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Suburban mother had eventful start

Essdras M Suarez/Globe StaffMBTA Officers Tracey O'Leary and Tim Ingersoll arrested a man at the Downtown Crossing Station on Thursday. (Essdras M Suarez/Globe Staff)

By Megan Woolhouse

Globe Staff / August 30, 2008

Tracey O'Leary's new police uniform was barely wrinkled when she made her first arrest this week.

The 39-year-old suburban mother, who took a job with the transit police on a lark, arrested a man on charges of indecent assault during her first day on the job. "It's exciting," said O'Leary, who blushed at the media attention her arrest garnered yesterday.
"I really helped somebody," she said. "That's why I'm here."
The arrest was made Thursday just under five hours on the job, before O'Leary and her partner, field training Officer Tim Ingersoll, had gone to lunch. The pair were above ground in a patrol car when they were dispatched to the Downtown Crossing subway station, where a woman told subway personnel she had been groped by a passenger on the Orange Line.
The MBTA has faced a spate of sexual assaults in recent months, enough to make it launch "Sexual Assault Awareness Month" last April as a way to encourage riders to report unwanted or unlawful sexual advances aboard trains. Officials said they wanted women to feel comfortable coming forward. A spokesman for the MBTA did not release the number of sexual assault arrests transit officers have made this year.
According to O'Leary's police report, "the victim felt someone touching her buttocks" between the Chinatown and Downtown Crossing stops. When the woman looked at the suspect, he hid behind what looked like a laptop computer. Then he grabbed her again. Subway officials stopped the train when the woman alerted them to the problem.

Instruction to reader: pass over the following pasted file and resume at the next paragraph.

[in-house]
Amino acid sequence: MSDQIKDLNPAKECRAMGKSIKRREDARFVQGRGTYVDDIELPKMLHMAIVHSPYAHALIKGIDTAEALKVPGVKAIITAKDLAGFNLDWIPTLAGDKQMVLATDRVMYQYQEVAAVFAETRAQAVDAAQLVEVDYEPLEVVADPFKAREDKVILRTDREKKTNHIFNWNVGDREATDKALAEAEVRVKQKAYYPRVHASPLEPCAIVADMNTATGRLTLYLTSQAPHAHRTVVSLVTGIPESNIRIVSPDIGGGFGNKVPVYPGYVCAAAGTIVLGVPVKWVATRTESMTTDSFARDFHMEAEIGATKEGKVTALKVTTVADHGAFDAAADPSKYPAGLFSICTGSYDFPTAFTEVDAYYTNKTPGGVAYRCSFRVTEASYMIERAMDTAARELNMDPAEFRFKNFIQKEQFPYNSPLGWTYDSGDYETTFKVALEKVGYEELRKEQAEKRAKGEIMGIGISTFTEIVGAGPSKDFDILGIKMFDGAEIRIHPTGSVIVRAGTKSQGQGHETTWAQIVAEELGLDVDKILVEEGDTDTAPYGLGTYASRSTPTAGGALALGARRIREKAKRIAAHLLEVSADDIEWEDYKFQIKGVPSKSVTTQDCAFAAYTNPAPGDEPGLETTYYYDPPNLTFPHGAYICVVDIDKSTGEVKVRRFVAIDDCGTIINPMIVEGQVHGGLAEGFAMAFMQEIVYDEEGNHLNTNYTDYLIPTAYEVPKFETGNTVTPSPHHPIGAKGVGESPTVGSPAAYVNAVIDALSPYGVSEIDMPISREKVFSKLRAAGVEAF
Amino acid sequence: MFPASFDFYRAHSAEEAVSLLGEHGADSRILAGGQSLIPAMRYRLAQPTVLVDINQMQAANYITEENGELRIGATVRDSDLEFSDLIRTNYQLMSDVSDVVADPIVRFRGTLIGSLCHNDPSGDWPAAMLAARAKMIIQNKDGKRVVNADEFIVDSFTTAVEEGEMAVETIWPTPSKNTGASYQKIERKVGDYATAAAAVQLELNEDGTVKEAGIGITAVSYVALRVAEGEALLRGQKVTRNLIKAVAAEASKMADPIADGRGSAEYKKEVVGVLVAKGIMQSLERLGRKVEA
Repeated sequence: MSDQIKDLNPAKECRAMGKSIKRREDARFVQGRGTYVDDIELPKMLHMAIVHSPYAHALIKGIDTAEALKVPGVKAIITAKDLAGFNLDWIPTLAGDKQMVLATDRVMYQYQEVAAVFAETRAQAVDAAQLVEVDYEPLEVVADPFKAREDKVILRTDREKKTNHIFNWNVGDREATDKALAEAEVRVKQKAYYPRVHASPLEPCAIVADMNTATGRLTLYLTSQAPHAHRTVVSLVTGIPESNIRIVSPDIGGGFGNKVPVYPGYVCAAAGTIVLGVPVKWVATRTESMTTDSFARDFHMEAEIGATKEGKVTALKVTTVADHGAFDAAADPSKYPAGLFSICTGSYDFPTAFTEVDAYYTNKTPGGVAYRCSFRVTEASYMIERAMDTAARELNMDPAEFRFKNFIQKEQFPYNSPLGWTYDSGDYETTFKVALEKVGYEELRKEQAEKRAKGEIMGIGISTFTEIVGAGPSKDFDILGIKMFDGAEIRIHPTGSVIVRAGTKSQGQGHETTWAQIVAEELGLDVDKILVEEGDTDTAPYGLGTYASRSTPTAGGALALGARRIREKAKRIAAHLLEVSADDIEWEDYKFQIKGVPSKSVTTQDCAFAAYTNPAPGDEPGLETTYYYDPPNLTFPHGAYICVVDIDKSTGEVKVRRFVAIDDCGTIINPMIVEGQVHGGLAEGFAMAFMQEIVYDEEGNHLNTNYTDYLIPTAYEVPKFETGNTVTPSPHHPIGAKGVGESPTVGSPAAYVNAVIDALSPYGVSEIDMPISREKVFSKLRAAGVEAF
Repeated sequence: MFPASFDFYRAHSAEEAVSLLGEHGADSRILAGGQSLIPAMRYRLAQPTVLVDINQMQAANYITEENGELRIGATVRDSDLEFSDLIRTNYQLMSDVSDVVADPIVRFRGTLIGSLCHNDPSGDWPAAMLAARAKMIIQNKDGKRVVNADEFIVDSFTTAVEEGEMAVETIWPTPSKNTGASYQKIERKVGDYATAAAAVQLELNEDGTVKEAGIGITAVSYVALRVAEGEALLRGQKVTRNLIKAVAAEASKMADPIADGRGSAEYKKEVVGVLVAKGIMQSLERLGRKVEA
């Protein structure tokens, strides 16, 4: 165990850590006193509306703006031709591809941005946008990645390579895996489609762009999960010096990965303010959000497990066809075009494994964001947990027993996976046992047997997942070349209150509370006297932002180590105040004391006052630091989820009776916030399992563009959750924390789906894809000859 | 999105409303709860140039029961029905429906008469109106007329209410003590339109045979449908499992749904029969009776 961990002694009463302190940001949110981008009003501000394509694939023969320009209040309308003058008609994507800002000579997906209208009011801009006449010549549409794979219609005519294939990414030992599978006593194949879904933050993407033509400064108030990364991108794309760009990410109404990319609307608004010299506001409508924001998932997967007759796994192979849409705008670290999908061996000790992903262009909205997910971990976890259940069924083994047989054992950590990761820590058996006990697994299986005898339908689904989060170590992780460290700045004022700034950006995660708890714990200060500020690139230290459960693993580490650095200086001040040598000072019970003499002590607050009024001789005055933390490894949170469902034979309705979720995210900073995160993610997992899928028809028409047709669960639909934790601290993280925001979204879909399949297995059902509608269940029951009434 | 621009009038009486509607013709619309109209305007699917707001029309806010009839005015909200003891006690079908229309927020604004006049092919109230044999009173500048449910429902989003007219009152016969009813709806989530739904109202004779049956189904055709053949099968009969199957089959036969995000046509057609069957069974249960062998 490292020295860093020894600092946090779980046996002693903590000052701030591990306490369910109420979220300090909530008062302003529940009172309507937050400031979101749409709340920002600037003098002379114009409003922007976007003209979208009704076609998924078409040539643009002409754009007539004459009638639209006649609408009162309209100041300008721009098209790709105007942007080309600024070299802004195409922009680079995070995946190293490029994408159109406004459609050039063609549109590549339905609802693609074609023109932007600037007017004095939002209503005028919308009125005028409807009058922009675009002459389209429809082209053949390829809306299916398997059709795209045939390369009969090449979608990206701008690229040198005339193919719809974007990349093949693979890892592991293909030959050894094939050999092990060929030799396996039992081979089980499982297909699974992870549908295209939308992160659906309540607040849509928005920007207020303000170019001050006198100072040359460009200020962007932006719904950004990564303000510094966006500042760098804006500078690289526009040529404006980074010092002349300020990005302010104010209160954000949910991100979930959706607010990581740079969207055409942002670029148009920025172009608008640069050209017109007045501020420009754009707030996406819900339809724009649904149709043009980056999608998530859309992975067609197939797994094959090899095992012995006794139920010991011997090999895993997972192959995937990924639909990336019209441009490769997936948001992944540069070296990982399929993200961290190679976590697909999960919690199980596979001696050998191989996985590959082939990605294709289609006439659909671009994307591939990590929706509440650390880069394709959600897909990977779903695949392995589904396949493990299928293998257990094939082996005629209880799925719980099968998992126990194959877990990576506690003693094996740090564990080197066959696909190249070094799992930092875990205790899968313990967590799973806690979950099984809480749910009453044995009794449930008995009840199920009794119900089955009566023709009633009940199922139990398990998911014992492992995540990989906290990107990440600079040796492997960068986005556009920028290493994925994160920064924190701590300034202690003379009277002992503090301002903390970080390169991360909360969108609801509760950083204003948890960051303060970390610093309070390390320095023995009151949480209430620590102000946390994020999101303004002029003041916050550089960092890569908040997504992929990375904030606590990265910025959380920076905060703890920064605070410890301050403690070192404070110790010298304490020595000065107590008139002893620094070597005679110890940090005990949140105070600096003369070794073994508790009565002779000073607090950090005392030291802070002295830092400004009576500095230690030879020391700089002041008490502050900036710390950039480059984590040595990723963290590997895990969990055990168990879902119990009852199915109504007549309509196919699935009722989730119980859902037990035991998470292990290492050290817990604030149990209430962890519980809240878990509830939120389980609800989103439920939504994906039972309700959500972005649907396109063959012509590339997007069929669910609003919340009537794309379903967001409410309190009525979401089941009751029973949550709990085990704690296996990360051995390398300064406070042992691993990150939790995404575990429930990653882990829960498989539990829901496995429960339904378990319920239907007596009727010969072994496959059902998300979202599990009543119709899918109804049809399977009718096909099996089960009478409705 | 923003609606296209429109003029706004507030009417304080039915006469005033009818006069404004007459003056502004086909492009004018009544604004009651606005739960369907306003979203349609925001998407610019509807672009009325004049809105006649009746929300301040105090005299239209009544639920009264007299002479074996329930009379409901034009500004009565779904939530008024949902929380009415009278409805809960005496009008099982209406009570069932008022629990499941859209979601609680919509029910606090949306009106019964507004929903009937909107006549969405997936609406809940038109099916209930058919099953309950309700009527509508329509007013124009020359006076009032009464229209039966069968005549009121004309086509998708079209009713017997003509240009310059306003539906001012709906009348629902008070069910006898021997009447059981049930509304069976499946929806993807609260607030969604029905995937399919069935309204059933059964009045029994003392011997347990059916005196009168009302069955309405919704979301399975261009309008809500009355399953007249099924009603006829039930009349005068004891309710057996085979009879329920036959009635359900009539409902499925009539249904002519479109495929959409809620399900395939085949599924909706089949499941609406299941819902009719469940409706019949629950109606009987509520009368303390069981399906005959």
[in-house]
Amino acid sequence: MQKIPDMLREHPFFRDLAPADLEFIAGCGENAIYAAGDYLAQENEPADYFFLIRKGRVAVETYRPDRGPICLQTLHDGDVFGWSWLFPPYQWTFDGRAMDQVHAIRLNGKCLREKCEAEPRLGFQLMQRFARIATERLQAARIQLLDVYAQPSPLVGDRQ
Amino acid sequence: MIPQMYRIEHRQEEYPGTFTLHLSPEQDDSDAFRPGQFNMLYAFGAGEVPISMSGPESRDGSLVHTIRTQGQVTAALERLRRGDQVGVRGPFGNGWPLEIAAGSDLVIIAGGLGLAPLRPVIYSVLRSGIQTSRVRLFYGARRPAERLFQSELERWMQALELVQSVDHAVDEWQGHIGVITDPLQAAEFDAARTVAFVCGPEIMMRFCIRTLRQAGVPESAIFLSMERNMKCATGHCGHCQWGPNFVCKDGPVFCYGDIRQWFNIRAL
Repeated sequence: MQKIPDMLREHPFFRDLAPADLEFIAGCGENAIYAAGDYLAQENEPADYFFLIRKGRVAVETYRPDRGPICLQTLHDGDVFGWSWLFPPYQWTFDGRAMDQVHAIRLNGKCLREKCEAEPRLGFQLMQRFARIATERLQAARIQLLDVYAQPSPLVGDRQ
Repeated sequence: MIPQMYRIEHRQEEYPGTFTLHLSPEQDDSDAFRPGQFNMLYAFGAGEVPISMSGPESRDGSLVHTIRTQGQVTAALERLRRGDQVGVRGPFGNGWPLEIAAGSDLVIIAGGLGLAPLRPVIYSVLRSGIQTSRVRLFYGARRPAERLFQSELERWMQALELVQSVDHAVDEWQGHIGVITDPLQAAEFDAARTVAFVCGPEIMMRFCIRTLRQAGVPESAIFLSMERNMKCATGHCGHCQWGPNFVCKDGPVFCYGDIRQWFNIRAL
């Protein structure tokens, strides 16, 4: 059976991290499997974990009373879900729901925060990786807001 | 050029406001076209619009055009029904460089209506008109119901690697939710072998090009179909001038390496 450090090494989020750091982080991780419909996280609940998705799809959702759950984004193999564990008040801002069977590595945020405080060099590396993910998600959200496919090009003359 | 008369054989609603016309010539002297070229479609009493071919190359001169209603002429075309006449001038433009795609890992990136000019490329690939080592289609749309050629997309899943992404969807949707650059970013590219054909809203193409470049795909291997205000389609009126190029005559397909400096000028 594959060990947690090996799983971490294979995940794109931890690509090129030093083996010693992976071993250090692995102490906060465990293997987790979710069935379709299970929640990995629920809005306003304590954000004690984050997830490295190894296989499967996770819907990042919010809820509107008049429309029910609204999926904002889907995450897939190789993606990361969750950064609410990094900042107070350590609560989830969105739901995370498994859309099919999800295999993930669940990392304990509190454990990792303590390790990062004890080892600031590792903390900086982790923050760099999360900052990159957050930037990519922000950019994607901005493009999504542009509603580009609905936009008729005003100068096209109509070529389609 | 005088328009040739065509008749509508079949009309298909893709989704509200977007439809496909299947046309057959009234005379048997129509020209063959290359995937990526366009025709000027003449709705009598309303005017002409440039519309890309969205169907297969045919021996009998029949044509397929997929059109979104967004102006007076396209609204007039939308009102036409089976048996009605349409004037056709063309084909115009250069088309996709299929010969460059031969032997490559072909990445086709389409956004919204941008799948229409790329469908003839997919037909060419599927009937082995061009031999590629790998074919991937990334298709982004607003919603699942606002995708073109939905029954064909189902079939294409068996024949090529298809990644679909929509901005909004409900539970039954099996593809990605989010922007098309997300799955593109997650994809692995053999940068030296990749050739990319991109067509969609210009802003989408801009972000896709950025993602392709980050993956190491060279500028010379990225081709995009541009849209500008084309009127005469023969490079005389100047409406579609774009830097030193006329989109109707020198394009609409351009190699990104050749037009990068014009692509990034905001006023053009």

O'Leary said yesterday that the woman, who was irate and "not having any of it," was determined to see the suspect arrested. She approached O'Leary and told her what happened.
"I think it may have been because I'm a woman," O'Leary said.
The victim pointed out her alleged assailant and O'Leary handcuffed him. She said he went into custody quietly. Transit police identified the man as 37-year-old Alexandre L. Dossantos of Winthrop.
He was arraigned yesterday in Boston Municipal Court on charges of indecent assault and battery. A spokesman for the Suffolk district attorney's office said Dossantos pleaded not guilty. Police also said that during the booking process, they discovered Dossantos was in possession of a forged or altered passport.
O'Leary said yesterday that after years of working in sales and as a stay-at-home mother, she decided to pursue a job in law enforcement. She said she took the civil service exam on a whim with a friend. When an opening came up with the transit police a year-and-a-half later, she took it. O'Leary ended her shift around 2 p.m. Thursday and called her husband of 10 years on her way home to Salem. Her children wanted to know whether she used her handcuffs.
Ingersoll looked at O'Leary yesterday like a proud parent.
"I think she's going to make a great cop," he said. "But this is only the beginning."
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